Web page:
I grew up in Baghdad in a very musical, artistic household – my mother, Seta Hagopian, is a famous singer, and my father, Emad Bahjat, a very well known television director. A few weeks ago, I was at home and my mother surprised me with a home video. I’m about six-years old in the video and wandering after my mother, following her from room to room and mimicking one of her songs, ‘Dar El Zaman’.As I grew up, the same song became part of Iraq’s own cultural memory – one of the songs that people sing at football games. They have changed the lyrics a little bit, depending on the team that they’re cheering for, but the song is still there. One of my mother’s fans recently shared a video of the audience in Al Shaab Stadium singing ‘Dar El Zaman’. It was so overwhelming to see that people still remember it.My sister and I used to live with my mother’s aunt because our parents spent long hours working at an Iraqi television station. In the mornings, when I would wake up, I remember the radio turned up really loudly, playing all sorts of music at 6.30am. After getting dressed for school, I remember sitting for breakfast and listening to this music. It was the exact same song every single day; it spoke of a woman with a beautiful Sumerian face and Babylonian eyes. Every time I close my eyes and listen to that song today, it takes me right back to those mornings. I can still smell the bread and I can still see the little kitchen where we used to eat breakfast.Music takes you to a place or moment, and makes you relive it again. At university, I had a little group of friends with whom I used to study biology. We had some classes in which we were always really bored, so we used to skip them and sit outside in a small yard. The guys would bring their guitars and we would spend three hours just singing, from old Iraqi songs to whatever was playing on television at the time. In biology, we used to have these very long, complicated names for different plants or animals, so we used to replace the lyrics of Gypsy Kings’ songs with these names. Today, every time I hear a Gypsy Kings song, I’m taken back to my university, to where I used to sit outside.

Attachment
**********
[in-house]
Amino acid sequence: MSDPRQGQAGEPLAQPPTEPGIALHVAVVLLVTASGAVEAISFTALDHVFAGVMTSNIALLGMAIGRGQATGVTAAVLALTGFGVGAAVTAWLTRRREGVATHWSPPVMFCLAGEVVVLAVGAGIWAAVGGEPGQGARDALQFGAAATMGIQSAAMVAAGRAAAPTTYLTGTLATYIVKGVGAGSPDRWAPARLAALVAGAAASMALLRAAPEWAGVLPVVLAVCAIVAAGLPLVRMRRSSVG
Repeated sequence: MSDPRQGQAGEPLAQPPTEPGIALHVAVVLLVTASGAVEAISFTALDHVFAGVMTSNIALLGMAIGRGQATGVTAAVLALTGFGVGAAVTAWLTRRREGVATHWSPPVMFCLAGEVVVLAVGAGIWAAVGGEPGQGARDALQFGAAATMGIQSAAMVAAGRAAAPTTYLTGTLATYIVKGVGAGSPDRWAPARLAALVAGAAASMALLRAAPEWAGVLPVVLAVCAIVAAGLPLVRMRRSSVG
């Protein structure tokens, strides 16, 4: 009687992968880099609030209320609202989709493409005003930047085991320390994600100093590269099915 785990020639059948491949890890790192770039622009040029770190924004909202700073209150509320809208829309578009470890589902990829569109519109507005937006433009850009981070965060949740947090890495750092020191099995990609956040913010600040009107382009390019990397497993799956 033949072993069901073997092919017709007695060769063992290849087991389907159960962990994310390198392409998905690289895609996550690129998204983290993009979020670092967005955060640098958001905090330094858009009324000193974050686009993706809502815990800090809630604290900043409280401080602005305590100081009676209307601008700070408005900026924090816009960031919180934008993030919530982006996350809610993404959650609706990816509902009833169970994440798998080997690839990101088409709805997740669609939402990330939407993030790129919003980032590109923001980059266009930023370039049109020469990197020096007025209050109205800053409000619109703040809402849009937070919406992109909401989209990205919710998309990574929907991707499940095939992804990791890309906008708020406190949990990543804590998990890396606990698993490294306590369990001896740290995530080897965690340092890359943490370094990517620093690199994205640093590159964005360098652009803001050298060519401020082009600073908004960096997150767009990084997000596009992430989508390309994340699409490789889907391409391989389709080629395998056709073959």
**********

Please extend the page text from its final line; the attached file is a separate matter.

Sometimes music brings good memories, and sometimes sad. The people that you associate them with are no longer here. But it reminds me of how many great things I went through in Baghdad. It always brings me a kind of hope. A hope that if I still remember it that way, then I’m sure that there are others who do as well. Seeing Facebook now, and being in touch with friends who are still there, I see the videos of songs that are being sung right now in Iraq. Today, it’s Al Mutanabbi Street that most of the musicians go to. A lot of people take their guitars or whatever instrument they have and start singing. Sometimes, people send me videos of musicians singing my mother’s songs on Al Mutanabbi Street too. It’s so heartwarming to see – just people sitting down and singing. For me, if you’re singing that means life is still okay. I really hope that I get to go back again and sing on the streets too. Not on a stage, but just for and with the people, to share that memory again one more time. I feel homesick every single day; it’s not easy. I write, and that helps a lot. The very first single and video I released was about longing to go home. The lyrics talk about longing for my homeland and in my video – directed by my sister Naire Emad – I’m sitting wearing a white dress, similar to a Sumerian wedding dress. I sit on a shore and there’s a big burned-out boat behind me. It’s sort of a symbol – I’m still waiting for a new boat to come and take me back home.